Instead of code we cook a mean yak stewYak stew. It doesn't get any better. That's living large.
Has there been any official explanation as to how this Herculian effort (raising the limit from 150 to, what, 250) was accomplished?Simply put, I asked.
Simply put, I asked.
So ask for a larger number..Who says I didn't?
Which means, of course, that all the other talk by the admins about 'fighting to get the limit raised' was a load of crap.It most certainly was not. They were able to add an additional 100, they weren't in the past.
Chan would never BS us... Ozzy.. maybe!Ozzy (Osbourne?) strikes me as a BSer too. This Ozzie isn't.
I think they can easily change the number to a greater number than 250, it's a change in the code.. the BS they fed us about slowing down the database and page loading times, is just that... after they limited the fav's, I didn't see a increase in speed..
The Remington 788 is an inexpensive yet accurate hunting rifle developed by the Remington Arms Company to compete with other gun companies' less expensive rifles and marketed alongside their more expensive Model 700 line. The 788 utilizes a single-column detachable magazine holding 3 rounds. A .22 rimfire model was also produced known as the 580, 581, or 582 depending on its method of feed. A target version of the .22 caliber 58x series, the 540X, was used by the US Military<sup id="cite_ref-0" class="reference"></sup> as a training rifle and later disposed through the Civilian Marksmanship Program.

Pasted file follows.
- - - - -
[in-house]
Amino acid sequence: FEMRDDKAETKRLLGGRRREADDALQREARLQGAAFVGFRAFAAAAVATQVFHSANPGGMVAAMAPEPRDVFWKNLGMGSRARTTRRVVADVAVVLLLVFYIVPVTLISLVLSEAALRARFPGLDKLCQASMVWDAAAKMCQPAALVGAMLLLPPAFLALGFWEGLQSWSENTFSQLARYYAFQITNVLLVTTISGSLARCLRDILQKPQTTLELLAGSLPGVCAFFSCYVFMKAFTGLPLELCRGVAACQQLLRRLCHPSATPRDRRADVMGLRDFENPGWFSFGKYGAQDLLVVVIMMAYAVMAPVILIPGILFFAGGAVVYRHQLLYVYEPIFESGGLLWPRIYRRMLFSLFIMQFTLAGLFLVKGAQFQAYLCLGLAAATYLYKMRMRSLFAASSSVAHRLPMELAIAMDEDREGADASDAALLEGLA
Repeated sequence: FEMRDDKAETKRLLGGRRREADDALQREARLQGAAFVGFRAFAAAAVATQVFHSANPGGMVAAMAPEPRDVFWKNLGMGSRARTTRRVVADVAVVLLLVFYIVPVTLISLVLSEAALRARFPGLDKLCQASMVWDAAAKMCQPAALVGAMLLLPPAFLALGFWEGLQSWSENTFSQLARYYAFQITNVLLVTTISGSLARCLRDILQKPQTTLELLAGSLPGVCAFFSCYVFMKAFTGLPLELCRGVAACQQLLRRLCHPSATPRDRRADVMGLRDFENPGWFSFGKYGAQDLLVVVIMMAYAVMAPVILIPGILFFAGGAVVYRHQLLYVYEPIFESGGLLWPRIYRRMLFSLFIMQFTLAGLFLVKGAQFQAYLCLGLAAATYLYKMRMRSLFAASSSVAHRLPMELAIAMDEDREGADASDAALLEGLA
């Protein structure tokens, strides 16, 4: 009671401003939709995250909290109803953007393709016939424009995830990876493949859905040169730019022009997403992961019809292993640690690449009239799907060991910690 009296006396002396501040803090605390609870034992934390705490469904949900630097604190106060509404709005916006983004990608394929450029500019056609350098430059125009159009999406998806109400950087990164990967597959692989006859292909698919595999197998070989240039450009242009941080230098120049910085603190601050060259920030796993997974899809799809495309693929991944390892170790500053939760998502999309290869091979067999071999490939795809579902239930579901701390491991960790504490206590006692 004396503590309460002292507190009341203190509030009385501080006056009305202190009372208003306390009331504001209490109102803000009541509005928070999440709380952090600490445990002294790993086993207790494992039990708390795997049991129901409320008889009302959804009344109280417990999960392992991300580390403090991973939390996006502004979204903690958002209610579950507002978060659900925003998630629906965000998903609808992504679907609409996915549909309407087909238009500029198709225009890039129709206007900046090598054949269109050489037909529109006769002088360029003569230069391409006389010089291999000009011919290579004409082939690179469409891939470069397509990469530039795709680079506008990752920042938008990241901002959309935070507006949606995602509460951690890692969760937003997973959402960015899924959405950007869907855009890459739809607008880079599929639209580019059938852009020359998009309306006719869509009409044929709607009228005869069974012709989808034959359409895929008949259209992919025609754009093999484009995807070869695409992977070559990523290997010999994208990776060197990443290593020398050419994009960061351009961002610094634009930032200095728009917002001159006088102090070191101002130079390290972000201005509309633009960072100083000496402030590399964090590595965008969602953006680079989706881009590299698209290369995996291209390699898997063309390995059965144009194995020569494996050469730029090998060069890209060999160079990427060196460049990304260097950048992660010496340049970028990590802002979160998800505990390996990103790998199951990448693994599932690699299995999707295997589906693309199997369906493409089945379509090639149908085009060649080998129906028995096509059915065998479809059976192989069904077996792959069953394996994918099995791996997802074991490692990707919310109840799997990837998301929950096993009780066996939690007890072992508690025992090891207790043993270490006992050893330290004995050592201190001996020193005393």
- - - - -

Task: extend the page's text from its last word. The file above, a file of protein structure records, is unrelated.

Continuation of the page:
The distinguishing feature of the 788 is its rear-lugged bolt. The bolt has 9 lugs in three rows of three lugs each. They lock into the receiver behind the magazine well. Because of this design, the bolt handle lifts only 60 degrees on opening giving more clearance for scopes compared to the 90 degrees required for the Model 700 and other two-lugged bolts. The bolt travel is also reduced because of the rear lugs. The receiver also has a small ejection port and no bolt lug raceways, making the receiver stiffer than a Remington 700, although it is the same outside diameter.
The 788 was made in many calibers up to the length of the 6 mm Remington. Magazines in this caliber are extremely rare. Most common calibers encountered are .308 and .243, but less common bolt-action calibers are available such as .222 .30-30 Winchester and .44 magnum.<sup id="cite_ref-788history_1-0" class="reference"></sup> These rifles differed slightly in the design of the magazine and the bolt. The front of these bolts did not rotate.
Remington made extensive use of 'screw-machines' in the manufacture of this rifle. The 788 was discontinued in the 1980s. In its used form, the 788 retains a cult following for its accuracy, despite several serious design flaws. Such as the safety, it is notorious for slipping up and making the firearm unfit for safe use. Because this rifle is no longer in production, replacement parts and expensive and difficult to find. The Remington 700 is still in production and is used (with variants) as a military sniper rifle. <sup id="cite_ref-2" class="reference"></sup><sup id="cite_ref-3" class="reference"></sup><sup id="cite_ref-4" class="reference"></sup> <sup id="cite_ref-5" class="reference"></sup>